I will attribute last week’s lack of a post to continuing computer challenges, but things have been going great in the studio.  Recently, I posted about making a lost wax Argentium® sterling silver clasp & the various steps involved.  One of my castings this week looked so adorable, I had to capture it before cutting it apart.  It reminds me of a little bouquet of spring flowers!

These are various sized Argentium® sterling silver end caps to finish off some of my newest kumihimo necklaces. The process starts with me hand fabricating a model of each size of cap by carving it in a hard wax using a lathe & hand tools.  Using the lost wax process (see below), that model is burnt away & a silver prototype is produced.  That prototype is refined to the next level with hand finishing & then a rubber mold is made of it using a vulcanizer (no, not from the planet, Vulcan, but I do love that word!).  Hot wax can be injected multiple times into that mold  to make as many copies as desired.  Those injected wax models are then incorporated into a bush-like structure (branching from a common plug-like base) using wax sticks & a hot wax pen.  The wax is then “invested” or submerged into a plaster of Paris type material under vacuum pressure to remove any air bubbles.  Once it has hardened, the “investment” is then heated in a kiln overnight to burn out the wax, leaving a plaster-like cylinder with voids that are interconnected & branch off of the base.  Precious metal is then melted & forced into the base of the cylinder out to the ends of the “branches” using a centrifuge.  After cooling, the plaster investment is dissolved away in water, leaving the casting that you see above.  The individual pieces are then cut apart & undergo final finishing.  There is some shrinkage that occurs during this multi-step process, so you have to guess at the size for the original model & then see what you end up with at the end.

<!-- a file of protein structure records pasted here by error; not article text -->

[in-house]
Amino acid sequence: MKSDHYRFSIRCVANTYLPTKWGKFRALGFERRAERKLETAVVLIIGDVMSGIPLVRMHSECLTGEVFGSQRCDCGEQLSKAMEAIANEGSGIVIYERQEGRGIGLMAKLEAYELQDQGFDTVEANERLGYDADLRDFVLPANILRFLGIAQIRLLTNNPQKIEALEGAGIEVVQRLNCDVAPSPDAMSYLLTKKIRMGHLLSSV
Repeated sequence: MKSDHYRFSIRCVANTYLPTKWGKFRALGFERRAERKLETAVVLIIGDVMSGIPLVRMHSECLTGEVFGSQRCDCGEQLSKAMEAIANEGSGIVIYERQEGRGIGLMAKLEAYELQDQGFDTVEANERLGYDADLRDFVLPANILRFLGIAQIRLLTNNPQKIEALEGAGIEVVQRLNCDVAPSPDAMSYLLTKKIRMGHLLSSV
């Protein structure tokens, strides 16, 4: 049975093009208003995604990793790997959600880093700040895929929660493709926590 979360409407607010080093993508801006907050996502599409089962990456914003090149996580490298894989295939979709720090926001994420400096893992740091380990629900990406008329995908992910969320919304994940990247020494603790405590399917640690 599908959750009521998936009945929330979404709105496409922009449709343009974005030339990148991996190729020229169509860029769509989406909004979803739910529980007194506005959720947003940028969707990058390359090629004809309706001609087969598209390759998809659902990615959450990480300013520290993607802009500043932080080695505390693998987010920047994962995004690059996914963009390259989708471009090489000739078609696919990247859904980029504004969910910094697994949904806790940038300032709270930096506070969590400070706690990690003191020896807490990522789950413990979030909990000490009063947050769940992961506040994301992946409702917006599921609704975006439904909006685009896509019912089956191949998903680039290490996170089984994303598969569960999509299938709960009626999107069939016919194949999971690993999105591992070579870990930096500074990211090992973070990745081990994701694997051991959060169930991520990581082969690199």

As you can appreciate, going from an idea for a finding to a final hand-cast product involves many steps, time & effort, but it is worth it to get exactly what you need.  I pride myself on having the exact size of cap needed to finish any of the many different glass bead or gemstone kumihimos that I make.  This gives the final product a truly custom appearance.

Remember to mark your calendars for my upcoming shows:

Artisan Jewelry Show, Pasadena CA on May 9-11 (Mothers’ Day Weekend)
Long Beach Fine Art & Wine Festival, Long Beach CA on May 24-26 (Memorial Day Weekend)
La Jolla Festival of the Arts, UCSD Warren Campus, La Jolla CA on June 21-22
La Jolla Art & Wine Festival, downtown village of La Jolla CA on Oct 11-12